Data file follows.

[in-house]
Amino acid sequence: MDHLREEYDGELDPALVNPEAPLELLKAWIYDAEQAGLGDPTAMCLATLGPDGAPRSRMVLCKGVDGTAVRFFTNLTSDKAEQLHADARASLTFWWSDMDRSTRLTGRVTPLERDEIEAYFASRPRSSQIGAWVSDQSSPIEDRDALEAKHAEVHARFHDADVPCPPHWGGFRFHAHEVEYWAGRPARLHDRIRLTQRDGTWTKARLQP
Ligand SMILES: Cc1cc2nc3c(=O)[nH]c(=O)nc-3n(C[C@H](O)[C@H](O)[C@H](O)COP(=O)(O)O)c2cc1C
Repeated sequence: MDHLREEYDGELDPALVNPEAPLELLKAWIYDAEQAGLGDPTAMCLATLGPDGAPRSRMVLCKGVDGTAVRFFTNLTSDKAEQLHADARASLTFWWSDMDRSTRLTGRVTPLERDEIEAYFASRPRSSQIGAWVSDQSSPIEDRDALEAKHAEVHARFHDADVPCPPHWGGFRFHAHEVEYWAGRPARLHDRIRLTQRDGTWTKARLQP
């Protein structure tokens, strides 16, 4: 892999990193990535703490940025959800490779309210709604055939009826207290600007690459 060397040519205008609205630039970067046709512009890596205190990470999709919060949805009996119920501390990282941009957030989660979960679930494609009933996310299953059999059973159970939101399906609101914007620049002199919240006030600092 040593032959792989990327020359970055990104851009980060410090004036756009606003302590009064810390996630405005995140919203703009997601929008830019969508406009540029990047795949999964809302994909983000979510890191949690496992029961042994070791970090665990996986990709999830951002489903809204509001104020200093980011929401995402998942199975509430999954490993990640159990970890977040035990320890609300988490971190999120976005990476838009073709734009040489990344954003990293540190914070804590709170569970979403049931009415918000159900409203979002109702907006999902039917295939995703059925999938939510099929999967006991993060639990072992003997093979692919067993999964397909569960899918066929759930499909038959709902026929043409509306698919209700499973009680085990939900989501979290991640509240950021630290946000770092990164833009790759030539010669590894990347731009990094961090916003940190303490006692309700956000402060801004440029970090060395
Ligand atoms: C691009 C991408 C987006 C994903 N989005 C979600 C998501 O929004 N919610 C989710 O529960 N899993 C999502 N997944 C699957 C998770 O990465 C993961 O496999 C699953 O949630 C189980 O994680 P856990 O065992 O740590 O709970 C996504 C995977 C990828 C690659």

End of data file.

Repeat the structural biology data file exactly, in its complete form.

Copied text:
[in-house]
Amino acid sequence: MDHLREEYDGELDPALVNPEAPLELLKAWIYDAEQAGLGDPTAMCLATLGPDGAPRSRMVLCKGVDGTAVRFFTNLTSDKAEQLHADARASLTFWWSDMDRSTRLTGRVTPLERDEIEAYFASRPRSSQIGAWVSDQSSPIEDRDALEAKHAEVHARFHDADVPCPPHWGGFRFHAHEVEYWAGRPARLHDRIRLTQRDGTWTKARLQP
Ligand SMILES: Cc1cc2nc3c(=O)[nH]c(=O)nc-3n(C[C@H](O)[C@H](O)[C@H](O)COP(=O)(O)O)c2cc1C
Repeated sequence: MDHLREEYDGELDPALVNPEAPLELLKAWIYDAEQAGLGDPTAMCLATLGPDGAPRSRMVLCKGVDGTAVRFFTNLTSDKAEQLHADARASLTFWWSDMDRSTRLTGRVTPLERDEIEAYFASRPRSSQIGAWVSDQSSPIEDRDALEAKHAEVHARFHDADVPCPPHWGGFRFHAHEVEYWAGRPARLHDRIRLTQRDGTWTKARLQP
């Protein structure tokens, strides 16, 4: 892999990193990535703490940025959800490779309210709604055939009826207290600007690459 060397040519205008609205630039970067046709512009890596205190990470999709919060949805009996119920501390990282941009957030989660979960679930494609009933996310299953059999059973159970939101399906609101914007620049002199919240006030600092 040593032959792989990327020359970055990104851009980060410090004036756009606003302590009064810390996630405005995140919203703009997601929008830019969508406009540029990047795949999964809302994909983000979510890191949690496992029961042994070791970090665990996986990709999830951002489903809204509001104020200093980011929401995402998942199975509430999954490993990640159990970890977040035990320890609300988490971190999120976005990476838009073709734009040489990344954003990293540190914070804590709170569970979403049931009415918000159900409203979002109702907006999902039917295939995703059925999938939510099929999967006991993060639990072992003997093979692919067993999964397909569960899918066929759930499909038959709902026929043409509306698919209700499973009680085990939900989501979290991640509240950021630290946000770092990164833009790759030539010669590894990347731009990094961090916003940190303490006692309700956000402060801004440029970090060395
Ligand atoms: C691009 C991408 C987006 C994903 N989005 C979600 C998501 O929004 N919610 C989710 O529960 N899993 C999502 N997944 C699957 C998770 O990465 C993961 O496999 C699953 O949630 C189980 O994680 P856990 O065992 O740590 O709970 C996504 C995977 C990828 C690659």